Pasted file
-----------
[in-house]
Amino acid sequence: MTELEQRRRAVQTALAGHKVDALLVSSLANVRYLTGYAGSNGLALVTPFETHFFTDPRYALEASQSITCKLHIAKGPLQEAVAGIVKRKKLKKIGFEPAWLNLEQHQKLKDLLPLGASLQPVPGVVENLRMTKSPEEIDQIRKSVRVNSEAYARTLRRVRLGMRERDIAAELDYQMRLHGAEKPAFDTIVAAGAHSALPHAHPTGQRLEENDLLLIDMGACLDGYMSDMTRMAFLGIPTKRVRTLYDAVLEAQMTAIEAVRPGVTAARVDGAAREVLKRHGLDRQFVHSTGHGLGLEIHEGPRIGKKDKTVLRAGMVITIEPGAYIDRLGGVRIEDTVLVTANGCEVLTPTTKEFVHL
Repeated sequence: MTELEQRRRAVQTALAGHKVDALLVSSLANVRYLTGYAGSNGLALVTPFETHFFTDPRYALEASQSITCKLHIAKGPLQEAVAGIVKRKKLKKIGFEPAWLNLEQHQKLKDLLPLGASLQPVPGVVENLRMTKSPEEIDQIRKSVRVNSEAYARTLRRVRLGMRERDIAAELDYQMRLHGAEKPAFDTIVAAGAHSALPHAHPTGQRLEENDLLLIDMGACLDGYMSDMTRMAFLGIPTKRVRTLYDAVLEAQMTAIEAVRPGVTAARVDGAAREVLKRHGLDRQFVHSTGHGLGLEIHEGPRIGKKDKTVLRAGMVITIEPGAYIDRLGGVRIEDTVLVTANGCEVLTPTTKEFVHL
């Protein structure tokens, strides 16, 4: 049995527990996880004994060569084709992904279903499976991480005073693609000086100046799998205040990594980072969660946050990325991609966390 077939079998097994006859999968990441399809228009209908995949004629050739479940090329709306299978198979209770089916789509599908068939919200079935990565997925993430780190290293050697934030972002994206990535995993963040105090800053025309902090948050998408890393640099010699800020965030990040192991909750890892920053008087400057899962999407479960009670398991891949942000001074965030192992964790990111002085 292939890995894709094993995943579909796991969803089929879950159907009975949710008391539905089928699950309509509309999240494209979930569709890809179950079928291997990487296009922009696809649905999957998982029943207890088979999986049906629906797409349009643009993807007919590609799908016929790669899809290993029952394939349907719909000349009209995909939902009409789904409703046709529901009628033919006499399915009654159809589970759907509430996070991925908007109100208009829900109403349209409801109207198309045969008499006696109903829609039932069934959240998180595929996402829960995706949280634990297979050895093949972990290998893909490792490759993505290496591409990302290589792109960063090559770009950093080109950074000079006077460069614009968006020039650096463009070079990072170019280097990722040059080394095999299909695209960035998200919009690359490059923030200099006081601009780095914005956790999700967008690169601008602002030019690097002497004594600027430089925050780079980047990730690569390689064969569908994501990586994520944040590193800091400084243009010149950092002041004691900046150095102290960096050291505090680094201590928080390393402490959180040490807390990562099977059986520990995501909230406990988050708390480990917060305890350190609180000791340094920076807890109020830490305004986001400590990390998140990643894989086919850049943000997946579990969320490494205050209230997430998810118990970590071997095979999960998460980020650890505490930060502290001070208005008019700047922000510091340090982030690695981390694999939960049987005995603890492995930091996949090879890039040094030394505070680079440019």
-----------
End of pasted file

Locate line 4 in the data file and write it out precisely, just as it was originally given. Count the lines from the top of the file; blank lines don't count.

């Protein structure tokens, strides 16, 4: 049995527990996880004994060569084709992904279903499976991480005073693609000086100046799998205040990594980072969660946050990325991609966390 077939079998097994006859999968990441399809228009209908995949004629050739479940090329709306299978198979209770089916789509599908068939919200079935990565997925993430780190290293050697934030972002994206990535995993963040105090800053025309902090948050998408890393640099010699800020965030990040192991909750890892920053008087400057899962999407479960009670398991891949942000001074965030192992964790990111002085 292939890995894709094993995943579909796991969803089929879950159907009975949710008391539905089928699950309509509309999240494209979930569709890809179950079928291997990487296009922009696809649905999957998982029943207890088979999986049906629906797409349009643009993807007919590609799908016929790669899809290993029952394939349907719909000349009209995909939902009409789904409703046709529901009628033919006499399915009654159809589970759907509430996070991925908007109100208009829900109403349209409801109207198309045969008499006696109903829609039932069934959240998180595929996402829960995706949280634990297979050895093949972990290998893909490792490759993505290496591409990302290589792109960063090559770009950093080109950074000079006077460069614009968006020039650096463009070079990072170019280097990722040059080394095999299909695209960035998200919009690359490059923030200099006081601009780095914005956790999700967008690169601008602002030019690097002497004594600027430089925050780079980047990730690569390689064969569908994501990586994520944040590193800091400084243009010149950092002041004691900046150095102290960096050291505090680094201590928080390393402490959180040490807390990562099977059986520990995501909230406990988050708390480990917060305890350190609180000791340094920076807890109020830490305004986001400590990390998140990643894989086919850049943000997946579990969320490494205050209230997430998810118990970590071997095979999960998460980020650890505490930060502290001070208005008019700047922000510091340090982030690695981390694999939960049987005995603890492995930091996949090879890039040094030394505070680079440019």